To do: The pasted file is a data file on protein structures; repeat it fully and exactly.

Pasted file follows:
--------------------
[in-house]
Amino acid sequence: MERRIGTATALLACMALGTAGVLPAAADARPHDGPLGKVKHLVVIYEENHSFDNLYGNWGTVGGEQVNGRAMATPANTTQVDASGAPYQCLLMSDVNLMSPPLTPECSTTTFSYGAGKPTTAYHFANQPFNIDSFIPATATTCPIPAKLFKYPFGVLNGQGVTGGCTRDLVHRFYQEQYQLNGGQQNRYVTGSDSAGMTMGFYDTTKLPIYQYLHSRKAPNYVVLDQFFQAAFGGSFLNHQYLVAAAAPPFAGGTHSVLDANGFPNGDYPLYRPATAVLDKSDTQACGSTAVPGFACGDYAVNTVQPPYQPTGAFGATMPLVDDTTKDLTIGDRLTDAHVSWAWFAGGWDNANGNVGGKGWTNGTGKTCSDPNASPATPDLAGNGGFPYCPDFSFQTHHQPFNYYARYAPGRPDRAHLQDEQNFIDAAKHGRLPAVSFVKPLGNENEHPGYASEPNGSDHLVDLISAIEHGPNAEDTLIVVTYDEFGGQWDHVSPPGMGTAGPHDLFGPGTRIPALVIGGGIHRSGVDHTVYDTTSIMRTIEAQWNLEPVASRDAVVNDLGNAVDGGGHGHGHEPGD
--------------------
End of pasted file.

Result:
[in-house]
Amino acid sequence: MERRIGTATALLACMALGTAGVLPAAADARPHDGPLGKVKHLVVIYEENHSFDNLYGNWGTVGGEQVNGRAMATPANTTQVDASGAPYQCLLMSDVNLMSPPLTPECSTTTFSYGAGKPTTAYHFANQPFNIDSFIPATATTCPIPAKLFKYPFGVLNGQGVTGGCTRDLVHRFYQEQYQLNGGQQNRYVTGSDSAGMTMGFYDTTKLPIYQYLHSRKAPNYVVLDQFFQAAFGGSFLNHQYLVAAAAPPFAGGTHSVLDANGFPNGDYPLYRPATAVLDKSDTQACGSTAVPGFACGDYAVNTVQPPYQPTGAFGATMPLVDDTTKDLTIGDRLTDAHVSWAWFAGGWDNANGNVGGKGWTNGTGKTCSDPNASPATPDLAGNGGFPYCPDFSFQTHHQPFNYYARYAPGRPDRAHLQDEQNFIDAAKHGRLPAVSFVKPLGNENEHPGYASEPNGSDHLVDLISAIEHGPNAEDTLIVVTYDEFGGQWDHVSPPGMGTAGPHDLFGPGTRIPALVIGGGIHRSGVDHTVYDTTSIMRTIEAQWNLEPVASRDAVVNDLGNAVDGGGHGHGHEPGD